//  use json2.js to add JSON.stringify() to them.
  data: JSON.stringify({ UserLevel: 1}),
  // Alternatively, you could build the string by hand. It's messy and
  //  error-prone though:
  data: "{'UserLevel':" + $('#UserLevel').val() + "}",
  success: function(data) {
    // The result comes back wrapped in a top-level .d object, 
    //  for security reasons (see below for link).

Regarding the data parameter, here is info on it needing to be a string: http://encosia.com/2010/05/31/asmx-scriptservice-mistake-invalid-json-primitive/

Also, here is more on using the JSON.stringify() approach: http://encosia.com/2009/04/07/using-complex-types-to-make-calling-services-less-complex/

The .d issue is one that can be confusing at first. Basically, the JSON will come back like this instead of how you might expect:

{"d": { "success": true, "message": "SUCCESS", "user_level": 25, "switches": [ { "number": 30, "is_enabled": false, "is_default": false }, { "number": 30, "is_enabled": false, "is_default": false } ]}}

It's easy to account for once you expect it. It makes your endpoint more secure by mitigating against a fairly treacherous client-side exploit when the top level container is an array. Not applicable in this specific case, but nice to have as a rule. You read more about that here: http://encosia.com/2009/02/10/a-breaking-change-between-versions-of-aspnet-ajax/

share|improve this answer

Answer should be:

add method name to end of your url value of the ajax settings:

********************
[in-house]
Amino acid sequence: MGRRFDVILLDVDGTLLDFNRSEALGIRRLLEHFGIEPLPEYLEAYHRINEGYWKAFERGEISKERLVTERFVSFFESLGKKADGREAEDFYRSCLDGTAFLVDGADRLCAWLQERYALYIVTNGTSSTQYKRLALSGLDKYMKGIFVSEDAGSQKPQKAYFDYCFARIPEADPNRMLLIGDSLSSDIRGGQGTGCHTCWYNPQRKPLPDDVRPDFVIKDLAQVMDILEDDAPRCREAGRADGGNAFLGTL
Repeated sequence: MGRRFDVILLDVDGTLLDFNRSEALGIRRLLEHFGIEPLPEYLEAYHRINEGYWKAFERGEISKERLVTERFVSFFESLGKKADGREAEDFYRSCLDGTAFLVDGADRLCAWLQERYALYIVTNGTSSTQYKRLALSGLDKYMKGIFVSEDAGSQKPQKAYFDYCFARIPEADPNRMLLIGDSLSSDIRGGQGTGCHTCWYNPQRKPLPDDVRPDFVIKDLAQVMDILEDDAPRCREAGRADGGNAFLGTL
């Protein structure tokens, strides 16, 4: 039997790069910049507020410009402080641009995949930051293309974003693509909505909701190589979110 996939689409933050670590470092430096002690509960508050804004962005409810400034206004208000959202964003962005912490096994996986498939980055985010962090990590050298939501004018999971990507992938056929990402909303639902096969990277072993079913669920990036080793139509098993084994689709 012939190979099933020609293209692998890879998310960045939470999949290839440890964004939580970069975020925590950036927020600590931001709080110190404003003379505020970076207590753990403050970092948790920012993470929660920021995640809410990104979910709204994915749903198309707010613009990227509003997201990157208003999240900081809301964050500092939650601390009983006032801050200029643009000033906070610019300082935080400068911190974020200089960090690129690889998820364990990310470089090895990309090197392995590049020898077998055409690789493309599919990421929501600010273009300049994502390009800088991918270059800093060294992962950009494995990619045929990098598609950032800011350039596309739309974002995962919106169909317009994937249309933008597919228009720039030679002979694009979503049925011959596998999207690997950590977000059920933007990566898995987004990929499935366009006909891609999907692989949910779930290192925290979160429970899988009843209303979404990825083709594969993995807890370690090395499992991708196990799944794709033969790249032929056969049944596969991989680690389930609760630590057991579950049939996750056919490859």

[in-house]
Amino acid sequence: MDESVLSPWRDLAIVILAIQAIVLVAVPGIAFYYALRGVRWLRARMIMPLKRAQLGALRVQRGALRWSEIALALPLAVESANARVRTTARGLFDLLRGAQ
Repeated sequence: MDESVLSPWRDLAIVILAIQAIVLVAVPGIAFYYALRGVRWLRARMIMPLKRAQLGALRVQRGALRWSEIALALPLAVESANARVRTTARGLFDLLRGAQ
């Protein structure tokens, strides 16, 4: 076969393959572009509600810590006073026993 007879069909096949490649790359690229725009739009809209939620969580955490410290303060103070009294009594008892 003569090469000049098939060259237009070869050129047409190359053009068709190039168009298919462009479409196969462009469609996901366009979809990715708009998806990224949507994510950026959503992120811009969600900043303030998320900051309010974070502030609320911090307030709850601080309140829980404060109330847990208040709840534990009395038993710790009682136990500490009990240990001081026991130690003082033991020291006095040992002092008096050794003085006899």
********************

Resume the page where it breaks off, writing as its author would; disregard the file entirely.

url: "MyPage.aspx/method"

Make sure you're pointing to the correct page with the method and make sure the method has the WebMethod() attribute.

$.ajax pretty much handles everything for you. The return data, if the AJAX call was successful, is passed to the success function as an argument, i.e.:

success: function (data) { 
    //do something 

The value for "data.message" is only available if "message" is a property of the data returned. In your case, the element with id "testp" should receive the value for "data.message", but the rest of the object isn't being used.

Great blog for you to check out for all things AJAX for .Net: http://encosia.com/

I often use the JSON lib (http://www.json.org/js.html) to test what data is returned. Just add


to your success function

share|improve this answer
I understand what it's supposed to do, but it does not do it. The issue is that 'data' in "success: function (data) { }" comes in as null. Why is it null? –  Mike Webb Aug 24 '10 at 21:27
If "MyPage.aspx" is where the method is that returns your data and say your method is called "getData", then do this: url: 'MyPage.aspx/getData' –  Silkster Aug 24 '10 at 21:31
also, params should match the input values for the method. If there are no input variables, then use data: "{}" –  Silkster Aug 24 '10 at 21:33
last thing, getData needs the WebMethod() attribute –  Silkster Aug 24 '10 at 21:34

I had some luck recently, here is the post I did, and there is links to lots of good info there!


share|improve this answer

Your Answer


By posting your answer, you agree to the privacy policy and terms of service.

Not the answer you're looking for? Browse other questions tagged or ask your own question.